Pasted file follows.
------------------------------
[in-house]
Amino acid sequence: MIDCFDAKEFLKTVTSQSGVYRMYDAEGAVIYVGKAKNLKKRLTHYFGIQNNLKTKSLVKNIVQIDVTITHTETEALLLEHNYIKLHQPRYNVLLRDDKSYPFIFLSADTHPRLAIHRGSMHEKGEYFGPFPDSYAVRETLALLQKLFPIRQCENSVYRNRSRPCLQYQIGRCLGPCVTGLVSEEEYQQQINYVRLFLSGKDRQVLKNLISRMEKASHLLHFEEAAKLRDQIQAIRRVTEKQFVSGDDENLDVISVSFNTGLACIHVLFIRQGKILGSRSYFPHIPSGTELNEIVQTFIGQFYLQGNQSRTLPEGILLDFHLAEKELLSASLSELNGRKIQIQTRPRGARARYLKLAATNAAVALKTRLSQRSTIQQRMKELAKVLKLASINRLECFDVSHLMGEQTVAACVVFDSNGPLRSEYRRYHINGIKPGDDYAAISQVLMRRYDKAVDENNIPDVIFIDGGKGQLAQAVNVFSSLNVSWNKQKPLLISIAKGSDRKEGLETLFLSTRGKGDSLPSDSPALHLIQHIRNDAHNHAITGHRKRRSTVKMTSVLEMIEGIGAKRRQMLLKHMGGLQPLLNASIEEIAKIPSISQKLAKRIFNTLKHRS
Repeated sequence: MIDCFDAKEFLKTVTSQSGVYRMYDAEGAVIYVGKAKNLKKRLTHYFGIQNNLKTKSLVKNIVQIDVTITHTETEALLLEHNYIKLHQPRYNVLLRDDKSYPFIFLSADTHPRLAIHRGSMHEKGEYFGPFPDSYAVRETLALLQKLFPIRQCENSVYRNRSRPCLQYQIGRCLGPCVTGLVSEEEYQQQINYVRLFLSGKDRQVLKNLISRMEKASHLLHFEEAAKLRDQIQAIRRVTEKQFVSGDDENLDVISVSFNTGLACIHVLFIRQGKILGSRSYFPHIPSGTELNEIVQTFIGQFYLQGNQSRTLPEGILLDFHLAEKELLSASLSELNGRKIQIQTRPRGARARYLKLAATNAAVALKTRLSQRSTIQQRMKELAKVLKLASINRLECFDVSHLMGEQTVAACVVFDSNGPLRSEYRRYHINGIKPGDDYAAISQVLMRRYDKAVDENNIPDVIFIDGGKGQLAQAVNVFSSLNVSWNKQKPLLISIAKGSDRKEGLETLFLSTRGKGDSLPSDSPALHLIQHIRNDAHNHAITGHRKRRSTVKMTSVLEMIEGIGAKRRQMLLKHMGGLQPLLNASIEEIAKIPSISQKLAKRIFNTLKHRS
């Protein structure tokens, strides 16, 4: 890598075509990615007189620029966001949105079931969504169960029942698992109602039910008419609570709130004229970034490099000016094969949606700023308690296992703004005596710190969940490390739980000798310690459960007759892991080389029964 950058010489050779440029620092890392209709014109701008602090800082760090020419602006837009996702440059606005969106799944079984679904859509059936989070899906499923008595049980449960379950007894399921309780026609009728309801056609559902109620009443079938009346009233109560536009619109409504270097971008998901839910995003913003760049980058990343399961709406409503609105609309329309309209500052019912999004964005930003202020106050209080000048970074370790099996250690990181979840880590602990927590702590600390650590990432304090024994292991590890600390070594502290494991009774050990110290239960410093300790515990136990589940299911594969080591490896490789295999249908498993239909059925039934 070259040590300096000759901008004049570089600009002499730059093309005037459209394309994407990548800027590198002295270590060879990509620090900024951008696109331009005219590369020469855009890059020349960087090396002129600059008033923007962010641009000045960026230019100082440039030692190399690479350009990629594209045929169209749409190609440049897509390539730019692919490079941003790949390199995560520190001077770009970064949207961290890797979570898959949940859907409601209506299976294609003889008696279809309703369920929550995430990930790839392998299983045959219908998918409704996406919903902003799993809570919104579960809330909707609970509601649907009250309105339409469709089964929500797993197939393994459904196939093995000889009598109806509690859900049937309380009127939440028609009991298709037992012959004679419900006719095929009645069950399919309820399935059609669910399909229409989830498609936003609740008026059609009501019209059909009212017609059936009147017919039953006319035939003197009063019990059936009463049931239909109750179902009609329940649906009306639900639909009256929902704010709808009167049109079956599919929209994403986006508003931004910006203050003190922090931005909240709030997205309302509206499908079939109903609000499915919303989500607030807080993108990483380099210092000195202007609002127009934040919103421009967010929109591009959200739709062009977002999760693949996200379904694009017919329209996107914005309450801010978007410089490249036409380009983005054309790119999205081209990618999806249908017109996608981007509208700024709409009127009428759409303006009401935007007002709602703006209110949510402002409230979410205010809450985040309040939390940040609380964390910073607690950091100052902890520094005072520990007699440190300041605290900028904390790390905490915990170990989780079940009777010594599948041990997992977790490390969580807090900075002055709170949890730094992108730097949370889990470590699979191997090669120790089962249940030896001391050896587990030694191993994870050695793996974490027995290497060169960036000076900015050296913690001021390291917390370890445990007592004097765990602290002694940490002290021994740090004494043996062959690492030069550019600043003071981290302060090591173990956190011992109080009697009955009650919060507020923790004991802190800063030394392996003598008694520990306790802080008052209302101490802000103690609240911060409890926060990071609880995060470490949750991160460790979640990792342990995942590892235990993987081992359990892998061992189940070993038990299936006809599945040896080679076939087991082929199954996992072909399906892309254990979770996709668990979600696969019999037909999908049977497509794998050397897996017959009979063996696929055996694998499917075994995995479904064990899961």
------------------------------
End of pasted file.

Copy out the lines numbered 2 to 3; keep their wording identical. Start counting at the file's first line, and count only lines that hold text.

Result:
Amino acid sequence: MIDCFDAKEFLKTVTSQSGVYRMYDAEGAVIYVGKAKNLKKRLTHYFGIQNNLKTKSLVKNIVQIDVTITHTETEALLLEHNYIKLHQPRYNVLLRDDKSYPFIFLSADTHPRLAIHRGSMHEKGEYFGPFPDSYAVRETLALLQKLFPIRQCENSVYRNRSRPCLQYQIGRCLGPCVTGLVSEEEYQQQINYVRLFLSGKDRQVLKNLISRMEKASHLLHFEEAAKLRDQIQAIRRVTEKQFVSGDDENLDVISVSFNTGLACIHVLFIRQGKILGSRSYFPHIPSGTELNEIVQTFIGQFYLQGNQSRTLPEGILLDFHLAEKELLSASLSELNGRKIQIQTRPRGARARYLKLAATNAAVALKTRLSQRSTIQQRMKELAKVLKLASINRLECFDVSHLMGEQTVAACVVFDSNGPLRSEYRRYHINGIKPGDDYAAISQVLMRRYDKAVDENNIPDVIFIDGGKGQLAQAVNVFSSLNVSWNKQKPLLISIAKGSDRKEGLETLFLSTRGKGDSLPSDSPALHLIQHIRNDAHNHAITGHRKRRSTVKMTSVLEMIEGIGAKRRQMLLKHMGGLQPLLNASIEEIAKIPSISQKLAKRIFNTLKHRS
Repeated sequence: MIDCFDAKEFLKTVTSQSGVYRMYDAEGAVIYVGKAKNLKKRLTHYFGIQNNLKTKSLVKNIVQIDVTITHTETEALLLEHNYIKLHQPRYNVLLRDDKSYPFIFLSADTHPRLAIHRGSMHEKGEYFGPFPDSYAVRETLALLQKLFPIRQCENSVYRNRSRPCLQYQIGRCLGPCVTGLVSEEEYQQQINYVRLFLSGKDRQVLKNLISRMEKASHLLHFEEAAKLRDQIQAIRRVTEKQFVSGDDENLDVISVSFNTGLACIHVLFIRQGKILGSRSYFPHIPSGTELNEIVQTFIGQFYLQGNQSRTLPEGILLDFHLAEKELLSASLSELNGRKIQIQTRPRGARARYLKLAATNAAVALKTRLSQRSTIQQRMKELAKVLKLASINRLECFDVSHLMGEQTVAACVVFDSNGPLRSEYRRYHINGIKPGDDYAAISQVLMRRYDKAVDENNIPDVIFIDGGKGQLAQAVNVFSSLNVSWNKQKPLLISIAKGSDRKEGLETLFLSTRGKGDSLPSDSPALHLIQHIRNDAHNHAITGHRKRRSTVKMTSVLEMIEGIGAKRRQMLLKHMGGLQPLLNASIEEIAKIPSISQKLAKRIFNTLKHRS